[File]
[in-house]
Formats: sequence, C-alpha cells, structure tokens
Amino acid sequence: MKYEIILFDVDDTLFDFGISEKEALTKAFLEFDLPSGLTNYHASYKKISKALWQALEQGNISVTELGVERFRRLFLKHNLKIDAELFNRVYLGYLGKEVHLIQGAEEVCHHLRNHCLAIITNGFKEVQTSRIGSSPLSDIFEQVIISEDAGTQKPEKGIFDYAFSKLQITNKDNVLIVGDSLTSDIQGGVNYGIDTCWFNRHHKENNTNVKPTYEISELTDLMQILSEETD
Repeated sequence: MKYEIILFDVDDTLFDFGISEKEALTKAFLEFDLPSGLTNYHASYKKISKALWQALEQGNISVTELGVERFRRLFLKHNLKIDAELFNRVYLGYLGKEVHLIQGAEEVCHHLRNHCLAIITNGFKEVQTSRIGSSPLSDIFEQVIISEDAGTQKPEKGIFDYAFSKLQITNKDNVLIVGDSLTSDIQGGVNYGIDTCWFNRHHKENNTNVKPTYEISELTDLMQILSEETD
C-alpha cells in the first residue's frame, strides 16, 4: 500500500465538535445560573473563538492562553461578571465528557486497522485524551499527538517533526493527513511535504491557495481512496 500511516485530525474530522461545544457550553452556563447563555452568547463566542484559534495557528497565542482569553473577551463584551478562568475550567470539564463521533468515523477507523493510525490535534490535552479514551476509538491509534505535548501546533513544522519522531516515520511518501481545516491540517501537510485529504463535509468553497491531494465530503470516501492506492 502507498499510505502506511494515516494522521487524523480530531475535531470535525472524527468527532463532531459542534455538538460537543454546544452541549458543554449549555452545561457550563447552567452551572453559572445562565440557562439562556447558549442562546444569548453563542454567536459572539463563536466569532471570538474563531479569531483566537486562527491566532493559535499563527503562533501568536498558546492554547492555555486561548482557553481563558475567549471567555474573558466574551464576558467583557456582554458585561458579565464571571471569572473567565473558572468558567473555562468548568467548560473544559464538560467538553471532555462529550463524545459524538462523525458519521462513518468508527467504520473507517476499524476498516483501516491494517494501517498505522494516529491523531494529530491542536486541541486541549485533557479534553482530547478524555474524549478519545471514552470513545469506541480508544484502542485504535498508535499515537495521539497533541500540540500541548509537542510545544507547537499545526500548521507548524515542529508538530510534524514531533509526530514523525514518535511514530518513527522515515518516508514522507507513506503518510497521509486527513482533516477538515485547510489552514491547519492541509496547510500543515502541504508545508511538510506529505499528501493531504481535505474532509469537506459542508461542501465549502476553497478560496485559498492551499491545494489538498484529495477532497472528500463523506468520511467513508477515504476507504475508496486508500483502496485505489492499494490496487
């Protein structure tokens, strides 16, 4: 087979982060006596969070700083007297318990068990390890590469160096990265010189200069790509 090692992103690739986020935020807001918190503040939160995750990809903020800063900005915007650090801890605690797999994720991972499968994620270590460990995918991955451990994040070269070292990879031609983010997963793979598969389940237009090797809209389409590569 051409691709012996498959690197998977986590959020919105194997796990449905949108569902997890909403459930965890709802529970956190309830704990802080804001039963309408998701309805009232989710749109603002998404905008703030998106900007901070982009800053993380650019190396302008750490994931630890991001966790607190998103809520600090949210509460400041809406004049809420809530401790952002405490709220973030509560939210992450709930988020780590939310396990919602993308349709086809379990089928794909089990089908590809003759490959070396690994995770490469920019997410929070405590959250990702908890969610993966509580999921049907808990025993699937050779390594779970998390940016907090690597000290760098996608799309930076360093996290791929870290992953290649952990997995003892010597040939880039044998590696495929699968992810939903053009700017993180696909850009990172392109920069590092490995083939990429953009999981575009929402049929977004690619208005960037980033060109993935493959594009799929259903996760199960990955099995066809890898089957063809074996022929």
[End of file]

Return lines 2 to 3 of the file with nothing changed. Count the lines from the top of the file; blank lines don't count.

Formats: sequence, C-alpha cells, structure tokens
Amino acid sequence: MKYEIILFDVDDTLFDFGISEKEALTKAFLEFDLPSGLTNYHASYKKISKALWQALEQGNISVTELGVERFRRLFLKHNLKIDAELFNRVYLGYLGKEVHLIQGAEEVCHHLRNHCLAIITNGFKEVQTSRIGSSPLSDIFEQVIISEDAGTQKPEKGIFDYAFSKLQITNKDNVLIVGDSLTSDIQGGVNYGIDTCWFNRHHKENNTNVKPTYEISELTDLMQILSEETD